SIMON: So many of your narrators are young people. Why?

DOERR: I think I have several answers. My main one is that as I get older, there's this encrustation that habit forms over your eyes. There's an old proverb - habits are cobwebs at first, cables at last. And as I get older, I'm trying and failing all the time to try to sever my connections to some of these habits so that I can keep seeing the world for this amazing, astonishing thing that it is. And so using young characters has been a way for me to do that.

I think young people, as everybody knows, see things. They see it a little more easily. They adopt new ideas and new technologies a little more nimbly. And so sometimes, by channeling my own consciousness for seven or eight hours a day at my desk through young people, it helps me rip away the scales that have formed over my eyes.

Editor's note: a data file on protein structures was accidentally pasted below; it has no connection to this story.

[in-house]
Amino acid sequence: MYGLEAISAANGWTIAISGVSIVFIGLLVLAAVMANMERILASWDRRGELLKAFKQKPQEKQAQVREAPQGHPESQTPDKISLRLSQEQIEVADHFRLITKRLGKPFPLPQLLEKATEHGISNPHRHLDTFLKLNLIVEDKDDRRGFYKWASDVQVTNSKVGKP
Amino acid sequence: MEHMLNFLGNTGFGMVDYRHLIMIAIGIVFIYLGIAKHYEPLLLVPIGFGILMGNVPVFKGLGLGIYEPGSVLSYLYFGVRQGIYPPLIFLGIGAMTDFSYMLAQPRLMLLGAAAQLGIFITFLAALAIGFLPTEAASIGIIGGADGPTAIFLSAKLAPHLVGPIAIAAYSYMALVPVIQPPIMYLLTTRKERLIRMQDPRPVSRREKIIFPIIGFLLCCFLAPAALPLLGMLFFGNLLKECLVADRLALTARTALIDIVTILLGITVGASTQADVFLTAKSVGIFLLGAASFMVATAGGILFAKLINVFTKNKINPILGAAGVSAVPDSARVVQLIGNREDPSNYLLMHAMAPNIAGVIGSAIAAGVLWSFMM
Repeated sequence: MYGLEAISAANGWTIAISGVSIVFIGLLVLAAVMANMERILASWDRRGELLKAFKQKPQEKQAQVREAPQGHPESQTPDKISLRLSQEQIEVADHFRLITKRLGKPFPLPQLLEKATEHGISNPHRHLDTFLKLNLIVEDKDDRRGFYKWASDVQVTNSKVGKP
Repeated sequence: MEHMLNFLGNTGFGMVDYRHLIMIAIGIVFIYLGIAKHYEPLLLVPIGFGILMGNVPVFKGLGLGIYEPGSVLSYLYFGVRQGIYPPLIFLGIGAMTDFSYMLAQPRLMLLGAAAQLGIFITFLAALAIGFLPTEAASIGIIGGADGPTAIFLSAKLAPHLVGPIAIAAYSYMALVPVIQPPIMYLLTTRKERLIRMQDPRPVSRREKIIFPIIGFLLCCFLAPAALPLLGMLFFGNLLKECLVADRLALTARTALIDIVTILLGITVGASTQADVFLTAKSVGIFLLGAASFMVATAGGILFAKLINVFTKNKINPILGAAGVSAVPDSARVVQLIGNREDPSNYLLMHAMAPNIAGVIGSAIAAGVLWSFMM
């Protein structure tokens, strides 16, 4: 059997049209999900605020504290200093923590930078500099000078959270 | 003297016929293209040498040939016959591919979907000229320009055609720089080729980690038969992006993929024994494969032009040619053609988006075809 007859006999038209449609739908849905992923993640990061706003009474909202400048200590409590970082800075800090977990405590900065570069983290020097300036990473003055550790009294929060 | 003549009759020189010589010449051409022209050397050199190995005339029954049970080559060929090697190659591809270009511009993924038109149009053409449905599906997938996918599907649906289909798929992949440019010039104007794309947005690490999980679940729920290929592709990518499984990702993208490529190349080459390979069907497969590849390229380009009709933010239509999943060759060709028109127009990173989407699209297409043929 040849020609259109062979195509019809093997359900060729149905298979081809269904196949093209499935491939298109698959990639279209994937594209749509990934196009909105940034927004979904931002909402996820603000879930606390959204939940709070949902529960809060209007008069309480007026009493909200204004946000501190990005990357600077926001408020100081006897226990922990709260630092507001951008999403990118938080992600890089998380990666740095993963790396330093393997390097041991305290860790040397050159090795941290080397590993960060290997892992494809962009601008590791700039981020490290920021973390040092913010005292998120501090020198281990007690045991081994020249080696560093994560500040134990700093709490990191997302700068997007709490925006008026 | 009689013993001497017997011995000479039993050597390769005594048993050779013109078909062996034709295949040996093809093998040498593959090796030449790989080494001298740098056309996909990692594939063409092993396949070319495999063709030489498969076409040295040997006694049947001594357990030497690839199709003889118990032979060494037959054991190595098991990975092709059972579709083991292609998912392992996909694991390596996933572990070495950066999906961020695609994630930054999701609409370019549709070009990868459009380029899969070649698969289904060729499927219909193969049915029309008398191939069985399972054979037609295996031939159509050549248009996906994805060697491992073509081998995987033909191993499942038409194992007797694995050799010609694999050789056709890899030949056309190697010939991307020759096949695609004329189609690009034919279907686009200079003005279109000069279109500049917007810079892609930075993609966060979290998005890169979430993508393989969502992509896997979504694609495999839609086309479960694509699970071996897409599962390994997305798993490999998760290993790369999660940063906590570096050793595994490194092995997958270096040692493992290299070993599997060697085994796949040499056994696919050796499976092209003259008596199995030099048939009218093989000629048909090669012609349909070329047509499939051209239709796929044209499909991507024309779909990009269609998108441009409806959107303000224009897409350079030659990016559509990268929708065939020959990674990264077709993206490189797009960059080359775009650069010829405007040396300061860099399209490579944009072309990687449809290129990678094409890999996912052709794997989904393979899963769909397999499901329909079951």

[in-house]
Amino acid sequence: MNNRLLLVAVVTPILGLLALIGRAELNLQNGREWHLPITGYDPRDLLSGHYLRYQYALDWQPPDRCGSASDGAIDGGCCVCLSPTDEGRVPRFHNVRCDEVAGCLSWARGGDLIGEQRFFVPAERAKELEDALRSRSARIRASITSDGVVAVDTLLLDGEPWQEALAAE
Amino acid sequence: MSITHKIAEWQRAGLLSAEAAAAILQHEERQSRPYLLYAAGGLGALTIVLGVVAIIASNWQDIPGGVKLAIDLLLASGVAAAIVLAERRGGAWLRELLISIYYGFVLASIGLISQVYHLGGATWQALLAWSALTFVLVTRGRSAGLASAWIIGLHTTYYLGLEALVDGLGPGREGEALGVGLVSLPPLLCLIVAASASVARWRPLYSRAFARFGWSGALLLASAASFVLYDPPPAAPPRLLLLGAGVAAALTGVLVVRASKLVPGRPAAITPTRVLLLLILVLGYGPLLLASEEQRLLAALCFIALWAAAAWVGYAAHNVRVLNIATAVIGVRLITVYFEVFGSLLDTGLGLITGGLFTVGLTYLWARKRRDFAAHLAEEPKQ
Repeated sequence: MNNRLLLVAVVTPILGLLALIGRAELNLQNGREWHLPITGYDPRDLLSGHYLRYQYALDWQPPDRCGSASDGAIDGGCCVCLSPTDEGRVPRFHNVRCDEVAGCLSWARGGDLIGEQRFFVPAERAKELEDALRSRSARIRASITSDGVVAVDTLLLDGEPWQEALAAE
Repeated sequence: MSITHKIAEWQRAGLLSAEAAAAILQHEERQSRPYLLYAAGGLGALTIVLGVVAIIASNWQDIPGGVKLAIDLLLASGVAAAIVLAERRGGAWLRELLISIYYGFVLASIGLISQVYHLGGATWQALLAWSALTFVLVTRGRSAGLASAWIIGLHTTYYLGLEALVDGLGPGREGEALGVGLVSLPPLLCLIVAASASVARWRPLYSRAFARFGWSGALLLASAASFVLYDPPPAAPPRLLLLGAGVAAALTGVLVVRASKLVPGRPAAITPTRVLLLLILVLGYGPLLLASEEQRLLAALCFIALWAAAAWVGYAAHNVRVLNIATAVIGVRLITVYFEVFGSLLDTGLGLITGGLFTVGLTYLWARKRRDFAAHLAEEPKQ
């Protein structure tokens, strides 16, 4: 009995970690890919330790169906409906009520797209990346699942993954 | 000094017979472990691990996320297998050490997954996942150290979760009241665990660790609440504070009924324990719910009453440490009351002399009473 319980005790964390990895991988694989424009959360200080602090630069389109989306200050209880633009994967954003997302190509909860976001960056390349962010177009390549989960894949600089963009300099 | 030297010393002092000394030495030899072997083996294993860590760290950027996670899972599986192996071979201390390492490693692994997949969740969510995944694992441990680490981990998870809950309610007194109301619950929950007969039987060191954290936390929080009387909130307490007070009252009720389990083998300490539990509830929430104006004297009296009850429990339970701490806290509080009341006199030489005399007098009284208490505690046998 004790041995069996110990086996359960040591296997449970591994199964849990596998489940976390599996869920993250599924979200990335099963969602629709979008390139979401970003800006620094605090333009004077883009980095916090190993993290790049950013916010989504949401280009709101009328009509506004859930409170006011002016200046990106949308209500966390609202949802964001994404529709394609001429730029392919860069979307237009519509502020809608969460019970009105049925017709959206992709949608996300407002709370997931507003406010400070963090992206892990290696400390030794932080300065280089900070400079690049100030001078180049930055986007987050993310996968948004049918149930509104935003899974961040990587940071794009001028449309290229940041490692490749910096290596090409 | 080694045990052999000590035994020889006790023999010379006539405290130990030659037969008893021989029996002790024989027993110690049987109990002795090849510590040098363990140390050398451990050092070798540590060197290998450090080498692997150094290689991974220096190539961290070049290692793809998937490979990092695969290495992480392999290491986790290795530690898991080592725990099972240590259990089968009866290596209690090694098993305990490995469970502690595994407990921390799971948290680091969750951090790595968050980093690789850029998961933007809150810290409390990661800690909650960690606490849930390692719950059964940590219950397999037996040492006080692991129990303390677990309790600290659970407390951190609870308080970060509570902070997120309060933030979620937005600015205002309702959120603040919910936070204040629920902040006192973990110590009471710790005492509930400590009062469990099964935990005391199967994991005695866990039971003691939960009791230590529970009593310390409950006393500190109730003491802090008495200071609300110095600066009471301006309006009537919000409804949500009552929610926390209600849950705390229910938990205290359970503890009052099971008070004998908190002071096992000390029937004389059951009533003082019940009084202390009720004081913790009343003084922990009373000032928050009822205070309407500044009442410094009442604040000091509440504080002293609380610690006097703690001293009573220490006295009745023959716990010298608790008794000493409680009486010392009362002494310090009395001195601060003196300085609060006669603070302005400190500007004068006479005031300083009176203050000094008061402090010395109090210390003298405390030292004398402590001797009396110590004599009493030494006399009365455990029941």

SIMON: I want to read the dedication. (Reading) For the librarians then, now and in the years to come.

Librarians have been important in your life.

DOERR: Absolutely. Each of the main characters in the novel has a relationship with a librarian and a broader definition of what a librarian can be, a custodian of books in some way. And yeah, and my mom was a science teacher. And understandably, she was tired at the end of the day sometimes and would use the library as a kind of de facto day care center for my brothers and me. And so, yeah, the shoutouts to the Mayfield Public Library in Cleveland, Ohio, and the Bainbridge Public Library - those were real havens. They were third places for me. They were a place where I felt completely safe. And just the miracle of them, there's something that - talk about peeling the scales off your eyes. Like, here's the work of all these masters available to you for free. And you can take them home.

SIMON: Anthony Doerr's new novel "Cloud Cuckoo Land" - thank you so much for being with us.

DOERR: Thanks so much for having me, Scott.

(SOUNDBITE OF CORY WONG'S "LILYPAD") Transcript provided by NPR, Copyright NPR.